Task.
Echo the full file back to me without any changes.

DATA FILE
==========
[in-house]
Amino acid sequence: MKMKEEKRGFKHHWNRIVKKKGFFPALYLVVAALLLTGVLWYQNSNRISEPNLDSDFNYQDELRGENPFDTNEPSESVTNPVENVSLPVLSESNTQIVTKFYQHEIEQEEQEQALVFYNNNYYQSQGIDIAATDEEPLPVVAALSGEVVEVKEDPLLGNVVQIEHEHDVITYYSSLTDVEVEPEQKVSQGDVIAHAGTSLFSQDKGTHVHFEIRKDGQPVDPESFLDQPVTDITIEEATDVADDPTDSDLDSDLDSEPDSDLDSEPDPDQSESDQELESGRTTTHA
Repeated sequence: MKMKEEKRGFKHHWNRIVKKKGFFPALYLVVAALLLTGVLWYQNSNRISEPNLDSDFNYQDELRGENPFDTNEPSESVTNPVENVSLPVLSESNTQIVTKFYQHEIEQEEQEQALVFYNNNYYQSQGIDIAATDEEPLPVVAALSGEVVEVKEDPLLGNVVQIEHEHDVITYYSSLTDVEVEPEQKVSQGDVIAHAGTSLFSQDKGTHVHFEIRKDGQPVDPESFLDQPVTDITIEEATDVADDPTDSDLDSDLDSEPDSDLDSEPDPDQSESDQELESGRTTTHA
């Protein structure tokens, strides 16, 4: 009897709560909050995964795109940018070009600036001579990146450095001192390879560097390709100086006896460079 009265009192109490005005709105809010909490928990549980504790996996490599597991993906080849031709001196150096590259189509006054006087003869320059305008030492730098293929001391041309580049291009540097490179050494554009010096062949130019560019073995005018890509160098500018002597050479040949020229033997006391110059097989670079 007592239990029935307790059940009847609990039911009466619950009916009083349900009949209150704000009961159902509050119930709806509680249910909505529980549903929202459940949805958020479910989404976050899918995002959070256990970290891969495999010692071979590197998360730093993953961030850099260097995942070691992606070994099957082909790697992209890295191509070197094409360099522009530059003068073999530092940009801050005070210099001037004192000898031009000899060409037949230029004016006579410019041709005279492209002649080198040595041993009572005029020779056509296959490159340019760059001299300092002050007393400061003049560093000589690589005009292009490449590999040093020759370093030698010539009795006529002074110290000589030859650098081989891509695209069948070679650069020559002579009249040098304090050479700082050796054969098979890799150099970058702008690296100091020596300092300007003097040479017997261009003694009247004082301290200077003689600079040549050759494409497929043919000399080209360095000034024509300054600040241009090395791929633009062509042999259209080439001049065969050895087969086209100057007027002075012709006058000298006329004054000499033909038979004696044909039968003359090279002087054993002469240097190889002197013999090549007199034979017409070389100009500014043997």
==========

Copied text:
[in-house]
Amino acid sequence: MKMKEEKRGFKHHWNRIVKKKGFFPALYLVVAALLLTGVLWYQNSNRISEPNLDSDFNYQDELRGENPFDTNEPSESVTNPVENVSLPVLSESNTQIVTKFYQHEIEQEEQEQALVFYNNNYYQSQGIDIAATDEEPLPVVAALSGEVVEVKEDPLLGNVVQIEHEHDVITYYSSLTDVEVEPEQKVSQGDVIAHAGTSLFSQDKGTHVHFEIRKDGQPVDPESFLDQPVTDITIEEATDVADDPTDSDLDSDLDSEPDSDLDSEPDPDQSESDQELESGRTTTHA
Repeated sequence: MKMKEEKRGFKHHWNRIVKKKGFFPALYLVVAALLLTGVLWYQNSNRISEPNLDSDFNYQDELRGENPFDTNEPSESVTNPVENVSLPVLSESNTQIVTKFYQHEIEQEEQEQALVFYNNNYYQSQGIDIAATDEEPLPVVAALSGEVVEVKEDPLLGNVVQIEHEHDVITYYSSLTDVEVEPEQKVSQGDVIAHAGTSLFSQDKGTHVHFEIRKDGQPVDPESFLDQPVTDITIEEATDVADDPTDSDLDSDLDSEPDSDLDSEPDPDQSESDQELESGRTTTHA
């Protein structure tokens, strides 16, 4: 009897709560909050995964795109940018070009600036001579990146450095001192390879560097390709100086006896460079 009265009192109490005005709105809010909490928990549980504790996996490599597991993906080849031709001196150096590259189509006054006087003869320059305008030492730098293929001391041309580049291009540097490179050494554009010096062949130019560019073995005018890509160098500018002597050479040949020229033997006391110059097989670079 007592239990029935307790059940009847609990039911009466619950009916009083349900009949209150704000009961159902509050119930709806509680249910909505529980549903929202459940949805958020479910989404976050899918995002959070256990970290891969495999010692071979590197998360730093993953961030850099260097995942070691992606070994099957082909790697992209890295191509070197094409360099522009530059003068073999530092940009801050005070210099001037004192000898031009000899060409037949230029004016006579410019041709005279492209002649080198040595041993009572005029020779056509296959490159340019760059001299300092002050007393400061003049560093000589690589005009292009490449590999040093020759370093030698010539009795006529002074110290000589030859650098081989891509695209069948070679650069020559002579009249040098304090050479700082050796054969098979890799150099970058702008690296100091020596300092300007003097040479017997261009003694009247004082301290200077003689600079040549050759494409497929043919000399080209360095000034024509300054600040241009090395791929633009062509042999259209080439001049065969050895087969086209100057007027002075012709006058000298006329004054000499033909038979004696044909039968003359090279002087054993002469240097190889002197013999090549007199034979017409070389100009500014043997």